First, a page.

W13 – Inside Peer Assisted Learning – How do students arrive at uni?

Presentation
Dance room – MONDAY 15:30-16:30

Workshop – 60 minutes

Dr. Julia Sacher

Centre for Teaching, Learning and Career; Bielefeld University, Germany

Julia Sacher has a background in Linguistics, Interaction Analysis and Conversation Analysis. She is a staff member of the project “starting together with Peer Assisted Learning (PAL)” and responsible for the training and qualification of the students.

Summary

At Bielefeld University, Peer Assisted Learning (PAL) is employed to help first year students to getting used to university life. In the workshop, Videodata from “inside” the PAL-sessions serve as a starting point for discussion about how to prepare students for their respective roles.

Abstract

Beginning to study and getting used to university life is a challenge for each student. At Bielefeld University in Germany, the project “starting together with Peer Assisted Learning (PAL)” has been implemented to help students face the challenges of their first term(s) at university. Thus, the PAL-projects addresses the following questions: How do I learn in a lecture? How to find out which content is more important, which less? What are efficient ways of note-taking? How do I solve problems, and how does my discipline work?

PAL answers these questions as follows: In the introductory courses, the last 30 minutes are reserved for so called PAL-sessions. In these sessions, specially trained PAL-Teamers (2nd- and 3rd-semester students) meet with their PAL-group (10-20 students) to facilitate discussions, talk about learning strategies etc. Crucial for the PAL-Teamers’ job is that they don’t teach – they only manage the processes that emerge from their group.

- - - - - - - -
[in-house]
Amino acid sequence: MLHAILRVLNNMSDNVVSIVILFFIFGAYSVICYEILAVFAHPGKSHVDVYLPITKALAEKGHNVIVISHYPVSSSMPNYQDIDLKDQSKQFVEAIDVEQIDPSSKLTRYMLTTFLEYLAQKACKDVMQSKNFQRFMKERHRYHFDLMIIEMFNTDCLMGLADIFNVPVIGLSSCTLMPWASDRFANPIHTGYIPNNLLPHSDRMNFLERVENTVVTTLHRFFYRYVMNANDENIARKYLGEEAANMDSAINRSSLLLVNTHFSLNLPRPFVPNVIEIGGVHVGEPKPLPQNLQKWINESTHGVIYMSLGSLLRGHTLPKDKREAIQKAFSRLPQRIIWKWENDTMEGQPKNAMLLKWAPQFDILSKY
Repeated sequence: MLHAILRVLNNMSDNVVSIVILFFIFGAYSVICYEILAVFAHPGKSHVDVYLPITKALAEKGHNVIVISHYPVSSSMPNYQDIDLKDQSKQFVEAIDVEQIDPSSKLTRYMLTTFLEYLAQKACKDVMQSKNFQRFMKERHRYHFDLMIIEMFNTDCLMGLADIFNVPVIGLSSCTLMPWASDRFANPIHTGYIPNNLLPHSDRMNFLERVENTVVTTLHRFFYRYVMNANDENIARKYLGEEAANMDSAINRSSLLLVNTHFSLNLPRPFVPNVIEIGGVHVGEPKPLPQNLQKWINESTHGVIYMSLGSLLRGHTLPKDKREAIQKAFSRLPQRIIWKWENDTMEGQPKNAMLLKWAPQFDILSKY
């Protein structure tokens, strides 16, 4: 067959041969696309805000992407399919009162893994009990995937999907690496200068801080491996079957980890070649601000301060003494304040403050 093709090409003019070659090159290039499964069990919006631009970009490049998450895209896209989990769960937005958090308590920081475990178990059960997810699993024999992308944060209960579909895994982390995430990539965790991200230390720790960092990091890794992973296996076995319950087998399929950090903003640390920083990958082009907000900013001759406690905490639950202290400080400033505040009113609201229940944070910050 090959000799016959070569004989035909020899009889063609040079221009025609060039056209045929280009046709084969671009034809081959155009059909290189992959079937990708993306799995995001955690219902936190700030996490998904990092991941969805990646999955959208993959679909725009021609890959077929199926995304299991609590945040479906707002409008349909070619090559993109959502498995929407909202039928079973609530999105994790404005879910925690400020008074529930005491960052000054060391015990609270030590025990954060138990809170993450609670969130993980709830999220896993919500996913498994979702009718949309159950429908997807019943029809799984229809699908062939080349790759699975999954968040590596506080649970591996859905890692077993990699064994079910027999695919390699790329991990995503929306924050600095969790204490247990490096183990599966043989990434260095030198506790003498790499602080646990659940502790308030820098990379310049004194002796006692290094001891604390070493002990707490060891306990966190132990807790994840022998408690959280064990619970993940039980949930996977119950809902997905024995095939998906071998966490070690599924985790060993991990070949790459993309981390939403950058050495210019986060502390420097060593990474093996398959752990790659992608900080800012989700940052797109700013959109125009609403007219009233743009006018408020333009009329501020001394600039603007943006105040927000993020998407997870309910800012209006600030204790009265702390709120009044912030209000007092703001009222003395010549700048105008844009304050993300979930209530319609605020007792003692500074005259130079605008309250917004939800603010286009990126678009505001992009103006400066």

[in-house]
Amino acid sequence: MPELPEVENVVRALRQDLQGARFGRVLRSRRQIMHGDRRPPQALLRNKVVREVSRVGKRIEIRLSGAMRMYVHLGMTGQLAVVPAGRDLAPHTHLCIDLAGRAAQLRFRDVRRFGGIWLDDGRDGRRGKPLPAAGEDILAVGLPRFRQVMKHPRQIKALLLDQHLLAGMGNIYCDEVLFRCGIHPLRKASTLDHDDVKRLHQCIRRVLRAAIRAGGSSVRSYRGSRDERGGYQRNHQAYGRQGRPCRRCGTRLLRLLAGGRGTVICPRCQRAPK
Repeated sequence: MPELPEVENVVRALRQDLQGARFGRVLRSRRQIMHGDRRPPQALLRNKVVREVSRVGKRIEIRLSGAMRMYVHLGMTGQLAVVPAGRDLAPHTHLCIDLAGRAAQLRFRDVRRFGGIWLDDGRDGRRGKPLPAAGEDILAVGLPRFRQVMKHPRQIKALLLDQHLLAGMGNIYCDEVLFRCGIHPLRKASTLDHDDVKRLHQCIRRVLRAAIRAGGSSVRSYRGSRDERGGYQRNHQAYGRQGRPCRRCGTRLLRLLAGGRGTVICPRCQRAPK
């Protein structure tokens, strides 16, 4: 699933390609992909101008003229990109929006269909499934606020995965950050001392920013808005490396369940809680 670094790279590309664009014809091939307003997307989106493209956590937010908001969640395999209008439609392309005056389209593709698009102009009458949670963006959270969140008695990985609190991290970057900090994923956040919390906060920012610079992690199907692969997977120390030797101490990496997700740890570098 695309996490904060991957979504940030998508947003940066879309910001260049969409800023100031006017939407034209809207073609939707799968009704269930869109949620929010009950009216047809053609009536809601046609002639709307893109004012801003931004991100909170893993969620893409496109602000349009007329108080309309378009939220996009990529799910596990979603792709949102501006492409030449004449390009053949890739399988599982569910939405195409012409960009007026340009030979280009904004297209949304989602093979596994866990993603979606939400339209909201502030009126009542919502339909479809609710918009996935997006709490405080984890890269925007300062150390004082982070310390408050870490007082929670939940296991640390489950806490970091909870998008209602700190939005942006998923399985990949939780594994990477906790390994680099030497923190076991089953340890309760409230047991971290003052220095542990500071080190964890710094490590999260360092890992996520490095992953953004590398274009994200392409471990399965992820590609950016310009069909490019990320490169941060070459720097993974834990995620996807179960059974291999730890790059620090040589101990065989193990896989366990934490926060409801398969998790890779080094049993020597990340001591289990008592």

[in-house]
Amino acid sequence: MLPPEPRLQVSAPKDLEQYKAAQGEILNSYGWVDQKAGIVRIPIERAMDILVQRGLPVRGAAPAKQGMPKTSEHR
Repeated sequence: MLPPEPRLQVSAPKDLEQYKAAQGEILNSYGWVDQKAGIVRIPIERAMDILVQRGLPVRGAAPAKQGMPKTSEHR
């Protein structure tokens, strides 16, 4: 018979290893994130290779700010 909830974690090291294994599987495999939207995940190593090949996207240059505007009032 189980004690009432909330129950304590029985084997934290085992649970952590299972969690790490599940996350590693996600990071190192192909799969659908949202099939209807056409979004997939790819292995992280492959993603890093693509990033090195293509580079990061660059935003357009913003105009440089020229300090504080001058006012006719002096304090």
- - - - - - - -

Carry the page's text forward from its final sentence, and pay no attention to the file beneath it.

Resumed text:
In the workshop, I want to present authentic videodata and transcriptions from the PALsessions in Bielefeld. A microanalytic perspective will be employed (e.g. as described with respect to the conversation analytic paradigm by Sacks 1984, ten Have 2007, Antaki 2011). This perspective will enable the participants of the workshop to describe and reconstruct what happens inside a PAL-session and thus serve to sensitize for the fine-grained details of student interaction.

This microanalytic perspective will serve as the starting point for data-driven discussion on two sets of questions. The first set is this: How can students best be trained to become PAL-teamers? Which are the communicative challenges they face? How can they learn to structure processes? How does one identify a process, after all?

The second set of questions focuses on the students’ side: How do students’ ways of thinking and learning develop during the PAL-sessions? How do they get socialized “into” the disciplines via discoursive activities? And what can criteria be for evaluating their development on an interactive level?

The structure of the workshop is as follows:

 Introduction: PAL at Bielefeld University
 Input: What is a “microanalytic perspective”?
 Participants: Work in two (or four) groups with video data, respective focus on question sets 1 +2
 Discussion + Synthesis

References:

– Antaki, C. (2011). Six kinds of applied conversation analysis. In: C. Antaki (ed.), Applied conversation analysis. Intervention and change in institutional talk (p. 1- 14). Basingstoke: Palgrave Macmillan.
– Ten Have, P. (2007). Doing Conversation Analysis. A practical guide. 2nd ed. London: Sage.
– Sacks, Harvey (1984). Notes on methodology. In J. M. Atkinson & J. Heritage (eds.), Structures of social action. Studies in conversation analysis (p. 21-27). Cambridge: Cambridge University Press.

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